Jonathan
Yes!

Dillon
They're trying to correct their mistakes. But on the flip side of that, what if I'm the person who's accused, what if I'm the person under suspicion of driving under the influence and it's the cadet first try at me, again I understand that everybody's got to start somewhere, but if I'm going to have brain surgery, I don't want the surgeon to say, oh by the way, this is the first time I've ever done it.

Jonathan
Which is also why people don't like to necessarily hire brand new lawyers. It works on the flip side, right?

Dillon
Yeah, true.

Jonathan
But from a tax-payers perspective, what you see is these cadets are out and looking for experience. You're brand new in a job; you're gung-ho; you want to do what you want to do. You're listening to the airwaves, and I've read several reports now where one senior officer, or trooper, will make a stop, and he'll call out shortly after that stop that it's a possible DUI. Sometimes that trooper's already engaged in the first of three field sobriety tests. And then the cadet will hear this, and whatever they're doing, finish what they're doing and drive to that location if it's close. And in downtown Bellingham, things aren't too far away. And then the police report or the video will pick up with the cadet walking over and saying, hey, do you need any help? And the senior officer is only too pleased to hand this person off. And what you have here, is you've got the senior officer making the stop, and then abandoning that investigation, if you will, and handing it off to a cadet who's also being observed by another officer. So we've got three officers on scene with potentially one person who typically only needs one person to investigate. So there's that aspect of it in terms of resources being allocated.

Dillon
But also the facts of the case. I mean, like the old game of telephone—the more people that pass on, you know, this person, this cadet that's training wasn't there at the beginning of the call.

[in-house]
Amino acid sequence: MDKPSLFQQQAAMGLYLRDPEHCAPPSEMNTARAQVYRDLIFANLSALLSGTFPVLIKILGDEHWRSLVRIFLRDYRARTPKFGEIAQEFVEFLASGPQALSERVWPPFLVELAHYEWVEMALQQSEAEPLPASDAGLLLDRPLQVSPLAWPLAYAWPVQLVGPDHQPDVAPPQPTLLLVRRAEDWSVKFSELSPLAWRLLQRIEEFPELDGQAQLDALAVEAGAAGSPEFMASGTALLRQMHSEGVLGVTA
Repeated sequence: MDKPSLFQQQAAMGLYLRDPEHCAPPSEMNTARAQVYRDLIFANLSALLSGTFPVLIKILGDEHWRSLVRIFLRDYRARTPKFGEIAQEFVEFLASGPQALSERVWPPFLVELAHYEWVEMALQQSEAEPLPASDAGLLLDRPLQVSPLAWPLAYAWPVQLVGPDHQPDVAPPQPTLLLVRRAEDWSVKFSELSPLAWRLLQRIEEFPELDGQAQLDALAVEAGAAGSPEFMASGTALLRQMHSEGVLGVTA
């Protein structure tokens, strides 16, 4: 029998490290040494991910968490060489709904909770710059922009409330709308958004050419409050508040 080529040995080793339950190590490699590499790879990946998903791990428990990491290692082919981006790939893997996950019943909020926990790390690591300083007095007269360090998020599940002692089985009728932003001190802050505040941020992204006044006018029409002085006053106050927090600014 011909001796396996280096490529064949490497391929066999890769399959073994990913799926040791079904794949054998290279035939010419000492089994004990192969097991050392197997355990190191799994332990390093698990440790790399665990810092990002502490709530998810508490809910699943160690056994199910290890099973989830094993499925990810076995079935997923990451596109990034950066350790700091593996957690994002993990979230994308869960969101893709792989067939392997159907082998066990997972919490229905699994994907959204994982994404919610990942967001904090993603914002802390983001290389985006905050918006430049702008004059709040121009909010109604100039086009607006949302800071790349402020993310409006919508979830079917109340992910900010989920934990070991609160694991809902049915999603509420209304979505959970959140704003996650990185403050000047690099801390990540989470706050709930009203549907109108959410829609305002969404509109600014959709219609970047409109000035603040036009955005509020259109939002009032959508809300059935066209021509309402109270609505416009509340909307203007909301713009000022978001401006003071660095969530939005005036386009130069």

Jonathan
Uh-huh

Dillon
So they're relying on the notes, I guess, from someone else, things that were observed by a different person. They're new, so depending on how they're interpreting, or what they know, they may be seeing different things, or understanding it differently. Then they have someone supervising them, which is, again a third person here in the mix. To me that could make things pretty confusing.

Jonathan
Well, more importantly, I think is you're not approaching a situation from a blank slate perspective. You're a cadet who hears that there's a possible DUI stop. So what are you thinking? Great, I'm going to go and investigate a possible DUI. You get out, you have a brief conversation with the person who made the stop. That person says, yeah this is why I stopped them; I smell the odor of alcohol; I see bloodshot, watery eyes, flushed face and I'm not seeing great balance. Ok now the cadet takes over. Generally, I've seen them start from the beginning again. I know you already did this test with this person, but I'd like to do it again. Are you willing to do that? It's usually one of the field sobriety tests. And so you come into a situation not looking at it going, alright this is what I'm seeing. You're taking over a situation; you're taking over somebody's observations and you're following through with them.